Venezuela's President-elect Nicolas Maduro flew to a South American summit in Peru Thursday, seeking international support on the eve of his inauguration amid a crisis over demands for a recount.
Maduro smiled and appeared relaxed at his arrival in Lima before the meeting with presidents from across the region who were convened for a special session on the political impasse in his oil-rich OPEC nation.
"We are going to take the truth about Venezuela" to the meeting, Maduro said in a nationally broadcast speech before leaving.
Capriles said in a Twitter message that he too was considering attending the summit, adding that he had been in conversation with several leaders. "In democracy, votes are counted," he wrote.
Maduro countered that there was no opposition in Venezuela.
"In Venezuela, what there is is a permanent conspiracy, abetted from the United States," said Maduro, repeating claims that the government had "defeated" an attempted coup in its initial stages.
In Caracas, meanwhile, a din of pots being banged by supporters of opposition candidate Henrique Capriles competed with fireworks launched from the rooftops of government buildings by Maduro's backers for a third consecutive night.
The two sides have been locked in an angry showdown since the country's National Election Council declared Maduro the winner in Sunday's snap elections to replace the late Hugo Chavez, by 50.8 to 49 percent.
At least eight people were killed after protests called by Capriles turned violent in some parts of the country, but by Thursday, Maduro appeared to have regained control of the situation.
"We will denounce the political assassinations that resulted from opposition political intolerance," said Foreign Minister Elias Jaua said on his Twitter account as he prepared to leave for Lima.
Nearly all Latin American countries have recognized Maduro's election and several leaders were taking advantage of the summit of the Union of South American Nations (UNASUR) to travel together to Caracas for his inauguration.
Presidents Dilma Rousseff of Brazil, Cristina Kirchner of Argentina, Jose Mujica of Uruguay and Evo Morales of Bolivia have confirmed their attendance.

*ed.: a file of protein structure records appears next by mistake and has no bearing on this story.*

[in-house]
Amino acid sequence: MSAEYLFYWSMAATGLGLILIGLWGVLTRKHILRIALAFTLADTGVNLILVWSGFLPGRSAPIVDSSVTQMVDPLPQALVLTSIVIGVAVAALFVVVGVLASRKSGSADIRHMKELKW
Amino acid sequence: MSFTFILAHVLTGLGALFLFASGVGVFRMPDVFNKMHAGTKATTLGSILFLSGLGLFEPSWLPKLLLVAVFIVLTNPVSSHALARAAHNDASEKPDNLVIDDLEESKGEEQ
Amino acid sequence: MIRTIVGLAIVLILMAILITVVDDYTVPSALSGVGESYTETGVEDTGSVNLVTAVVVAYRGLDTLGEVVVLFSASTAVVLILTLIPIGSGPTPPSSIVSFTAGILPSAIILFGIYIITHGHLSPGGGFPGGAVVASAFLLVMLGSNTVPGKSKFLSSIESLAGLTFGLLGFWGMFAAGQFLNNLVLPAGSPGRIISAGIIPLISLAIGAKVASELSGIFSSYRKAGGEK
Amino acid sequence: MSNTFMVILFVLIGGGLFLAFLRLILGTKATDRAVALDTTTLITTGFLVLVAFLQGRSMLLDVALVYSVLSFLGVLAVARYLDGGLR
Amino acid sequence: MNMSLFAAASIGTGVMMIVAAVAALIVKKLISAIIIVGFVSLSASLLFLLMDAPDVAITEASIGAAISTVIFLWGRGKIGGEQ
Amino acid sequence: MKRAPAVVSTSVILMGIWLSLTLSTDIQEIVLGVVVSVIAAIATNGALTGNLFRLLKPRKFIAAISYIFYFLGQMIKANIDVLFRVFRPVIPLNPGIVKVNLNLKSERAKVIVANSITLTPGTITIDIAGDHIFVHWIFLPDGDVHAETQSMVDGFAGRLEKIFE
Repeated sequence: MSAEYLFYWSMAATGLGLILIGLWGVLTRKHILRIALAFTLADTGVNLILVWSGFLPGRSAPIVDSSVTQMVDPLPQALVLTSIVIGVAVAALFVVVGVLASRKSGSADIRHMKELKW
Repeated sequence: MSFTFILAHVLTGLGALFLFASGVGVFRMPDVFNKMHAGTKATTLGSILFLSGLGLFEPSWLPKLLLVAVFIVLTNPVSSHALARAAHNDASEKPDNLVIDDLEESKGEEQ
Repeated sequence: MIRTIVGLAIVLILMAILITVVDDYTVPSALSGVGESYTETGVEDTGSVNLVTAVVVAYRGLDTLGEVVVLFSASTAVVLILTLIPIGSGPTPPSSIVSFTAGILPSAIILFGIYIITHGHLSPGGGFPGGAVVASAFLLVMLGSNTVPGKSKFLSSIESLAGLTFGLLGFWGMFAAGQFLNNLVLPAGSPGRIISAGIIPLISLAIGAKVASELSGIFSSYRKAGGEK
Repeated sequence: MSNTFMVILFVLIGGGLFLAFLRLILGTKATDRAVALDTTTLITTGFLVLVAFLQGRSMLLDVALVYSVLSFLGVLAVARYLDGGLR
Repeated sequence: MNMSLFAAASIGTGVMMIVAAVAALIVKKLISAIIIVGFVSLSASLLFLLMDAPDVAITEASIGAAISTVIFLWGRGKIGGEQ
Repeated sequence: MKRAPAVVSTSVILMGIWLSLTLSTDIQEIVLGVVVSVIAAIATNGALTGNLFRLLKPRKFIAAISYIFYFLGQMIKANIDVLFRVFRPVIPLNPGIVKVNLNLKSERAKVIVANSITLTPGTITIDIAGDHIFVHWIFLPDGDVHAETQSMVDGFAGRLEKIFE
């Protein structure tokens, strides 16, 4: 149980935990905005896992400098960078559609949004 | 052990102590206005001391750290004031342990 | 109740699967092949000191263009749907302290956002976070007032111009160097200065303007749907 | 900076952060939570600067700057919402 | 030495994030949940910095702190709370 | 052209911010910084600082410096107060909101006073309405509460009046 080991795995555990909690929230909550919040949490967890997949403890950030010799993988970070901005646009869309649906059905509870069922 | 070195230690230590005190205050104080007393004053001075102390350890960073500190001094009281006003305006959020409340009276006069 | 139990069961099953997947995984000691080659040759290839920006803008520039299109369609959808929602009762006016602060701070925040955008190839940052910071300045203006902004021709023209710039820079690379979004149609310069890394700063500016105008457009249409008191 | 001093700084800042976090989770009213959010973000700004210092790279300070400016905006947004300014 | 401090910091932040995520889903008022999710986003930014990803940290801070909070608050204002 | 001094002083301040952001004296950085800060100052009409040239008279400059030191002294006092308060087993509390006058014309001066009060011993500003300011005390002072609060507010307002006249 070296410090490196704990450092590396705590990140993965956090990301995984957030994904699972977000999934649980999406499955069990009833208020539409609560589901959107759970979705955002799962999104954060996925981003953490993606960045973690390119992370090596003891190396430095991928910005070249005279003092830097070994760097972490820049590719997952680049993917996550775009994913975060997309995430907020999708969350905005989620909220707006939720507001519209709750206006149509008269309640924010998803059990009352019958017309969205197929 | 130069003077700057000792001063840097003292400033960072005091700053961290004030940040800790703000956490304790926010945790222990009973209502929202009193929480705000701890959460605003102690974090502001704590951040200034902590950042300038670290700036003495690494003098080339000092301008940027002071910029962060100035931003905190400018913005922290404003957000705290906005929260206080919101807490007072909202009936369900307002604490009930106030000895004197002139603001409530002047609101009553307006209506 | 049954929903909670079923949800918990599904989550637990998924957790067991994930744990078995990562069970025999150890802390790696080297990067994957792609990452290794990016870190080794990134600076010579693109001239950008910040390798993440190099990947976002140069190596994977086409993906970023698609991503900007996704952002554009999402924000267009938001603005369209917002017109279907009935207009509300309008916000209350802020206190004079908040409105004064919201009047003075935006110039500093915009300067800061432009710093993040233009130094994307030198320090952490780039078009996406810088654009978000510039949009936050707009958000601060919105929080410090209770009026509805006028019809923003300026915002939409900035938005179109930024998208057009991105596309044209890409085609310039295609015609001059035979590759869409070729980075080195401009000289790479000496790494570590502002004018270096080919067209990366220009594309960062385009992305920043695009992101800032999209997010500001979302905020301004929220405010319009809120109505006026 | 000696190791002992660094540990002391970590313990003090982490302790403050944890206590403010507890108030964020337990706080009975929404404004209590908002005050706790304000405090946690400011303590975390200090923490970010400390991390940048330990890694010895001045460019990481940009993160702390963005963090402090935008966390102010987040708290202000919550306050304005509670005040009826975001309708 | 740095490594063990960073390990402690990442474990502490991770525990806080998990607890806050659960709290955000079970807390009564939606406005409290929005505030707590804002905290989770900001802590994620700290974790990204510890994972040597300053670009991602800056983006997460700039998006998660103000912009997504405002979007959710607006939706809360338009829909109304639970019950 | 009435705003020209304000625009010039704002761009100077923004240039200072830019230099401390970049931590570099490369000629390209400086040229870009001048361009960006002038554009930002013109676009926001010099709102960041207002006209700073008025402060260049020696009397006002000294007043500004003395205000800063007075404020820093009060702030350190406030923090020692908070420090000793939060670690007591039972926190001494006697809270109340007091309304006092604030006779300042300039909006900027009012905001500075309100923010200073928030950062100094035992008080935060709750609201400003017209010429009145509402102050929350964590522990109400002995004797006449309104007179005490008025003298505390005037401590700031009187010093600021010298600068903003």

Before the summit, Ecuadoran President Rafael Correa, who is on a European tour, sent a message of support to Maduro: "Free and democratic elections must be respected. UNASUR will not permit a coup d'etat."
In Washington, US Secretary of State John Kerry expressed hope that Venezuela would keep an "open door" whatever happens, but said an audit of the vote would help provide confidence that Maduro's victory "has been fairly arrived at."
The Carter Center urged all sides to avoid aggressive rhetoric and said "an expeditious and full response from the CNE (National Electoral Council), should help to lower the tensions generated by the April 14 election results."
Preparations were underway to swear Maduro in with pomp and circumstance on Friday to complete Chavez's six-year term, cut short by his death from cancer March 5 after 14 years in power.
Venezuelan fighter jets, including Russian-made Sukhoi Su-35s, streaked across Caracas in an apparent rehearsal for Friday's swearing-in ceremonies, while helicopters circled below them over the mountain-rimmed city.
Chavez has been as dominant a figure here in death as he had been in life, but Maduro, campaigning as the comandante's political "son," was left with an uncertain mandate after the close vote.
Capriles, claiming irregularities, has submitted a formal request for a recount to the electoral council, and was awaiting an answer.
"The whole world is in complete agreement that there should be an audit because this strengthens democracy," he told NTN24, in an interview rebroadcast by Globovision television.
Maduro has the backing of the Supreme Court, which said it was impossible to conduct a manual recount as the opposition has demanded.
The Venezuelan judicial system not only has shown no willingness to take up his cause, but could act on threats to prosecute the opposition for the violence that occurred during opposition protests.
The authorities announced this week that they have detained 135 people and placed under investigation a group of military officers suspected of plotting with the "Caprilistas."